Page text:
Ocean Currents

Photos: The MSA in Action


My name is J.P. Brooker and I am a Policy Analyst and Attorney with the Fish Conservation Program at Ocean Conservancy. I am a sixth generation Floridian born and raised on the Indian River Lagoon and I am an ardent conservationist who mortally loves to fish. In case you missed it, this week I took over the Ocean Conservancy Instagram account, and wanted to post the images here! I am excited to share my thoughts on ocean conservation, especially my thoughts on fishing as the landmark Magnuson-Stevens Fishery Conservation and Management Act (MSA) turns 40, in less than a week.

People in my family have fished in Gulf and Atlantic waters from the Florida Keys all the way up to North Carolina and Virginia for generations. It’s in our blood. Here’s a picture of my grandfather (second from left) and my uncle (middle) and their day’s catch of dolphin and marlin at world-famous Oregon Inlet, North Carolina in the 1960s. I love the MSA because it helps to preserve the unique fishing heritage of coastal communities and fishing families across the country by ensuring continued access to fish.

Whether on fly tackle or spinning gear, inshore or offshore, I like to get out fishing as much as I possibly can. This is my favorite fly reel for fishing in the Gulf of Mexico, a teal and orange Allen reel (the pride of Texas) given to me by my mom when I graduated from law school. I love the MSA because it ensures that fish stocks continue to rebuild so that coastal ecosystems can remain resilient and so that I can keep on fishing.

I am thankful for the MSA because it means that future generations will be able to fish, like my sweet daughter Elizabeth. She’s a seventh generation Floridian, and although she’s only two she already loves everything to do with the water, even if it’s just picking flowers alongside the Manatee River at Emerson Point near the mouth of Tampa Bay.

There is so much to love about Florida, especially its natural beauty. After a day of inshore fishing, my friend Bobby Freeman drags our canoe across a flat near Bunces Pass in Pinellas County. There is an interconnectedness of Florida’s coastal ecosystems, and what happens in the mangroves and grass flats inshore has a direct impact on what happens on the coral reefs offshore, and vice versa. The MSA gives important protections for essential fish habitat and habitat areas of particular concern for fish and corals, helping to protect all of the interconnected ecosystems that make Florida and the Gulf of Mexico such a special place.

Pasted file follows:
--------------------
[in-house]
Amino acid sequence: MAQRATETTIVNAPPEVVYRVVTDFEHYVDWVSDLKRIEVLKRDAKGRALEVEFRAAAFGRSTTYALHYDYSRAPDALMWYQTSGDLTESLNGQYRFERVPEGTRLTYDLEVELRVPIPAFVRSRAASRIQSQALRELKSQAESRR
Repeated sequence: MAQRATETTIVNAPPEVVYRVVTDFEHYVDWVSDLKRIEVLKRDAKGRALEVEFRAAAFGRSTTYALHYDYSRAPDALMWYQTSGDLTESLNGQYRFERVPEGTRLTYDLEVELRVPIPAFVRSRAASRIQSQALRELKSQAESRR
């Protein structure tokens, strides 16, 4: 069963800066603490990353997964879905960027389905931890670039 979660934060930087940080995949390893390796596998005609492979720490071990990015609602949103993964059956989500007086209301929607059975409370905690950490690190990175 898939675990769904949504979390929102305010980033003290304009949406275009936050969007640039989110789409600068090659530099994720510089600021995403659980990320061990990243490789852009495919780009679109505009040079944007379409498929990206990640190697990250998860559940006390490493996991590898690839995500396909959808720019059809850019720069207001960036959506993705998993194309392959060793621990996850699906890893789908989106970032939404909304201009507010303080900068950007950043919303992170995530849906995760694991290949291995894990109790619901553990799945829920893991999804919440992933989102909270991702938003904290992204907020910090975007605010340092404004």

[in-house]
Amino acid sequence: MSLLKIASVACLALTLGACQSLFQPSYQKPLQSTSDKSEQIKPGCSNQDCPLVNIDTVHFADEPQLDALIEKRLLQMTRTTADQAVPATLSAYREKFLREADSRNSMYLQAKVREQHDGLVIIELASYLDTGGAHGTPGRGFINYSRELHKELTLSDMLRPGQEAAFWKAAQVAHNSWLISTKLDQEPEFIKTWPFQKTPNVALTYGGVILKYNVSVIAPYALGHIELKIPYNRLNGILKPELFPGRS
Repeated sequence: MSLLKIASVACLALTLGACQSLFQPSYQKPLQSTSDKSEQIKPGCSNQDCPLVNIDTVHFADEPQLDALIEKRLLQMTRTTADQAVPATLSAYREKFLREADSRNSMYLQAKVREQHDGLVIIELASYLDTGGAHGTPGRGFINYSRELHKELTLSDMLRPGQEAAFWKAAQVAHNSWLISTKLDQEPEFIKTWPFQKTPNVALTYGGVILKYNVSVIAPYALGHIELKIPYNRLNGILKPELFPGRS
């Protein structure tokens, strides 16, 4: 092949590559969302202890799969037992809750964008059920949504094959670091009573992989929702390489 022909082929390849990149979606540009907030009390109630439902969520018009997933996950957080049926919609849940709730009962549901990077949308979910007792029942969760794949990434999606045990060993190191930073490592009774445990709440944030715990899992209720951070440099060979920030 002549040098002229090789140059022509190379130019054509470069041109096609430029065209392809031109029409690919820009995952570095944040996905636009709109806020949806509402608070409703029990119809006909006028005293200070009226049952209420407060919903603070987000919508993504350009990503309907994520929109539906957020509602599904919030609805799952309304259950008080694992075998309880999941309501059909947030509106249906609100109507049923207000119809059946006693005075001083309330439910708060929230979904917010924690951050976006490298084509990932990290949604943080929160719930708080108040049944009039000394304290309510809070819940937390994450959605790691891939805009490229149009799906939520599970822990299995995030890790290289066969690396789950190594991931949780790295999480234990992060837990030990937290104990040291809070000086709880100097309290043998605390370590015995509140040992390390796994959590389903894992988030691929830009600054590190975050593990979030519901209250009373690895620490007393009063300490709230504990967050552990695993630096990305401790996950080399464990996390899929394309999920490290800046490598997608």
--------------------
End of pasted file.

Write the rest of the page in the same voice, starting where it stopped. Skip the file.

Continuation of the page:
One of the best parts about fishing is being able to eat what you bring home. But without regulations aimed at sustainability, there wouldn’t be anything left to catch and there wouldn’t be anything yummy for the dining room table. For 40 years the MSA has been working to ensure that fish stocks are abundant, that harvests are sustainable and that fishermen still have access to the fish. This focus on sustainability means that I still get to experience the joy of Fall and Spring mackerel runs off my part of the coast, where the Spanish and Kings get so thick it sometimes seems like the whole Gulf is alive. Many species of mackerel, like those pictured, are hugely important to American coastal economies and are economically and socially significant globally as well.

Thanks everyone for listening to me singing praise for the MSA, and thanks Ocean Conservancy for letting me take over. Hopefully I helped y’all get a better picture of the impacts the MSA has had on my life and its importance to ocean conservation and sustainability. Tight lines!

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